lesbian visibility day

4 min readApr 26, 2019


Lesbian Visibility Day is an annual observance first started in 2008 meant to celebrate, recognize, and bring visibility to lesbians.

Unfortunately, due to transgenderism being something of a contagion affecting both women and men, lesbianism has given way to people and organizations creating all kinds of rectum derived identities for everyone to live in and live by.

Today, being a lesbian either means a cisgender heterosexual member of the assigned sex forming a bond or marrying a trans woman (a woman assigned male at birth). or trans woman, again, women assigned male at birth who becomes female either thru imagination or barbarism declaring they’re lesbian for having a romantic and sexual attraction toward or with women.

Lesbian no longer means homosexual or woman or women who are attracted to or have sex with a woman or women.

Again, to be clear, one might find someone on social media or know of someone who refers to themselves as lesbian, but they’re something of an anomaly, flukes not worthy of consideration.

Most of these so-called lesbian people are really just confused straight women recovering from a bad heterosexual relationship. They have short haircuts, wear jeans, eat a lot and get fat and subscribe to or harbor reactionist views about men or males. Until recently they were the group most known or likely to create hate crime hoaxes, but thanks now to Jussie Smollett for opening the fake hate crime epidemic wide open, no one gives lesbians any thought or credit when they do it.

From here on out, whenever someone or some group opposed to “LGBT” talks shit about gay and lesbian people in disparaging terms, they’ll know have Jussie Smollett to cite and blame for their lot in life.

Who cares that it was lesbians who started the Stonewall rebellion or added the T to LGB? Anyone, anyone? No one? Exactly.

On that note, because it is lesbian visibility day, today I pay tribute to the many accomplishments and contributions done by lesbians in the name of, or against, equality.

  • Amanda Jette Knox is an award-winning writer, human rights advocate and public speaker. and homophobe. In 2014, several months after her middle child came out a transgender, Amanda’s spouse, Mark, came out as a transgender woman named Zoe. As a result, Amanda, who used to be heterosexual, now refers to herself as lesbian, mostly to validate her partner and reinforce or re-validate the conservative being gay, or lesbian is a choice.
  • Ruth Hunt is currently Chief Executive of UK-based lesbian, gay, bisexual and trans equality charity Stonewall, the largest LGBT equality body in Europe. She is stepping down from this role in August 2019. Because of or thru Ruth, Stonewall has taken the position deceiving a potential sexual partner ought to or should be legal. That includes the rape of lesbians.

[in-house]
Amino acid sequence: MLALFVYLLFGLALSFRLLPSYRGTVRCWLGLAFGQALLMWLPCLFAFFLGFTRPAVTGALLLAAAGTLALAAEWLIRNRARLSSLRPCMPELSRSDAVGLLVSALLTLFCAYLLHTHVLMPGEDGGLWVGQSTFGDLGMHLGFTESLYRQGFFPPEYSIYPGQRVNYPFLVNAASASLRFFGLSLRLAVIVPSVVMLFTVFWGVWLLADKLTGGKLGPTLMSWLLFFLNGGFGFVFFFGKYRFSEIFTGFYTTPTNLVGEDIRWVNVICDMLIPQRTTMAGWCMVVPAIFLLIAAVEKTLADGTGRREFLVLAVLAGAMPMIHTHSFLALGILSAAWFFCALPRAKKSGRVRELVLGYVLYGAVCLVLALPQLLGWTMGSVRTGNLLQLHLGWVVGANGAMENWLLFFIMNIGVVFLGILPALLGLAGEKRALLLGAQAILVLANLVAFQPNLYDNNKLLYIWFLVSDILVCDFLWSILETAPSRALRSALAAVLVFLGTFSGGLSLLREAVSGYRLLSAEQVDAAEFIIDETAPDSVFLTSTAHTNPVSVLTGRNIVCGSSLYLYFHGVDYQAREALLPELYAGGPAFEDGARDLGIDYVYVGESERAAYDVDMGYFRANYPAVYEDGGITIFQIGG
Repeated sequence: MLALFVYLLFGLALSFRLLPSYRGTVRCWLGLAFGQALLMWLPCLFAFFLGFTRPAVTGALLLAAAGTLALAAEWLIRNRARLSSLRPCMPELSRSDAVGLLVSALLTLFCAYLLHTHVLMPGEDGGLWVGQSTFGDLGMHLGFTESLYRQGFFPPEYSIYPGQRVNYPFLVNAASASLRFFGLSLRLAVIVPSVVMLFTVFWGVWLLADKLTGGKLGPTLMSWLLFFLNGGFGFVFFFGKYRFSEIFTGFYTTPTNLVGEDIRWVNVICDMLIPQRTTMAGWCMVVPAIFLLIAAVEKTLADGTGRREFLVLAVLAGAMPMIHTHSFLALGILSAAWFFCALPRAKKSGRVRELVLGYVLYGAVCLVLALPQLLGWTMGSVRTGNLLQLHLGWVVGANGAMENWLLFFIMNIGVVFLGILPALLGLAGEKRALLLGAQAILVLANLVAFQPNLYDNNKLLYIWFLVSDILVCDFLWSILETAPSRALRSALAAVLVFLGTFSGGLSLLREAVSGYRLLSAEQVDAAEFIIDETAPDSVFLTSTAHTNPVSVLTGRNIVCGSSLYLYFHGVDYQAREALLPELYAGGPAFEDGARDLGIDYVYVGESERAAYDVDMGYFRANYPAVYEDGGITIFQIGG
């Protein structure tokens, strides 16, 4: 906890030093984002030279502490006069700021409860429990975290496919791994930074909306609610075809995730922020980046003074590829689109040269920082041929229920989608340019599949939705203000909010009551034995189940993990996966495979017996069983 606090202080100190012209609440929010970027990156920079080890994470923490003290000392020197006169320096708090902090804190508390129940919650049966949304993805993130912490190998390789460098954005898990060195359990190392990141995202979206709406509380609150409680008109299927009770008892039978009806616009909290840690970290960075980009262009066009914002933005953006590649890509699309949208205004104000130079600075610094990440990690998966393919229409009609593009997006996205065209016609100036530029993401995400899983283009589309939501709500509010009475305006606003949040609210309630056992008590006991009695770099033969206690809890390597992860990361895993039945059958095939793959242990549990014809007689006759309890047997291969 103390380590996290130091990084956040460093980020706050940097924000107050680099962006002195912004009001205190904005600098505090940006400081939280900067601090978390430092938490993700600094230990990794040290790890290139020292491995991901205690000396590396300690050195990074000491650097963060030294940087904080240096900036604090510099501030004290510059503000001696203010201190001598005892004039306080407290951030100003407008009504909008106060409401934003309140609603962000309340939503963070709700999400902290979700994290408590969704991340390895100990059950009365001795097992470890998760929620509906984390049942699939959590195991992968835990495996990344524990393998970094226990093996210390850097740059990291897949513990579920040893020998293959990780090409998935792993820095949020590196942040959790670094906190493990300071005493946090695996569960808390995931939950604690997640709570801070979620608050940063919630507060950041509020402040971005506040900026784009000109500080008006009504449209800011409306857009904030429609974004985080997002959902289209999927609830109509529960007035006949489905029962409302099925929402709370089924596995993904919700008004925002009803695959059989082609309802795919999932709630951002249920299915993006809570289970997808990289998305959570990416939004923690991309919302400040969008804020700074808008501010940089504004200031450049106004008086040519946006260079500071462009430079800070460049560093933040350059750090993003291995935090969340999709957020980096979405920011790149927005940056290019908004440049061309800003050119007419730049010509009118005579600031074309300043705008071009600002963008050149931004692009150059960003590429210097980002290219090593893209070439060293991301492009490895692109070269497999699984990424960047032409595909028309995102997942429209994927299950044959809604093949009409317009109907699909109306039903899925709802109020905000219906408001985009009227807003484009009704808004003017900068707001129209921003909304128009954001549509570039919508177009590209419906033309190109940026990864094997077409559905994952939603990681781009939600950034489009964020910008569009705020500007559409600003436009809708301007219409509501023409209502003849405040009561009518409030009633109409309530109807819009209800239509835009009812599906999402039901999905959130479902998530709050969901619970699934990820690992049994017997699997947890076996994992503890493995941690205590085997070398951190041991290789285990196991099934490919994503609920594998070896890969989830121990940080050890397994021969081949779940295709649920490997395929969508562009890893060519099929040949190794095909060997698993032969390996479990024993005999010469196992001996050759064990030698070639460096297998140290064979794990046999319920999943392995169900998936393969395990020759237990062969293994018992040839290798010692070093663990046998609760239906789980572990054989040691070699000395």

• Linda Riley is a former Stonewall award winner, UK Labour Party’s LGBT Diversity Lead and the founder of the European Diversity Awards. She’s also the owner and publisher of DIVA Magazine and a trans advocate. She actively campaigns or supports people and or organizations who advocate having women opposed to transgenderism thrown off social media under the guise of “hate speech.”
  • Arielle Scarcella is a YouTube vlogger and lesbian who vlogs about “LGBT” issues. Despite her claim of being an ally to the transgender community, she’s been called everything from transphobic to bad ally because of her videos and controversial interviews with people who are not necessarily popular with the transgender community. In 2017, she produced a video featuring a trans-identified male manipulating his daughter into believing they were transgender. Arielle removed the video after a backlash. On March 3, 2019, Arielle announced on Twitter shes’s only lesbian “content creator to address women being banned and other erasure on social media, a claim which stunned lesbian vloggers critical of the transgender trend a lot longer than she.

To be fair, there are some actual lesbian people doing some good for their community; well, kind of sort of and I explain down further.

On March 1 of this year, afterellen.com Editor in Chief, Memoree Joelle, and her business partner Gaye Chapman, acquired AfterEllen from its previous owners, Evolve Media. The purchase is seen as good news for the lesbian community. Previously, it was regarded or viewed as an anti-women and lesbian website chock-full of articles against lesbians/women.

The bad news? We’re a long ways from knowing just how buying a website will help them help their community from the ongoing transgender threat. Ms. Joelle, for example, wants to get the “L out of LGBT” but hasn’t quite explained how becoming a media owner will make it happen.

ngblog looks forward to the day she and her business partner will explain. But not today. Today is a day for tribute, not appraisement.

Originally published at https://ngequality.blogspot.com.